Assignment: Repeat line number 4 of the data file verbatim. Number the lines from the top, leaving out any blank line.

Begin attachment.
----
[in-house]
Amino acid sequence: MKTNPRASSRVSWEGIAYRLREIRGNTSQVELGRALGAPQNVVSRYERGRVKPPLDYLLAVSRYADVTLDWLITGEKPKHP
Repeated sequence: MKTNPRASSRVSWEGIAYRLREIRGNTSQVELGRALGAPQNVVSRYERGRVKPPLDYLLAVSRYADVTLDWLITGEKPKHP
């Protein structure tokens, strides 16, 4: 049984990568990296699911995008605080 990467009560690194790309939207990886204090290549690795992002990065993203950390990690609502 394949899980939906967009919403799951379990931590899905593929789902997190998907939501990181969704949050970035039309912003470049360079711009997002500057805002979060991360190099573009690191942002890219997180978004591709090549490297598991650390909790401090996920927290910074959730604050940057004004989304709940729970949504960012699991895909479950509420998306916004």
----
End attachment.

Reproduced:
């Protein structure tokens, strides 16, 4: 049984990568990296699911995008605080 990467009560690194790309939207990886204090290549690795992002990065993203950390990690609502 394949899980939906967009919403799951379990931590899905593929789902997190998907939501990181969704949050970035039309912003470049360079711009997002500057805002979060991360190099573009690191942002890219997180978004591709090549490297598991650390909790401090996920927290910074959730604050940057004004989304709940729970949504960012699991895909479950509420998306916004």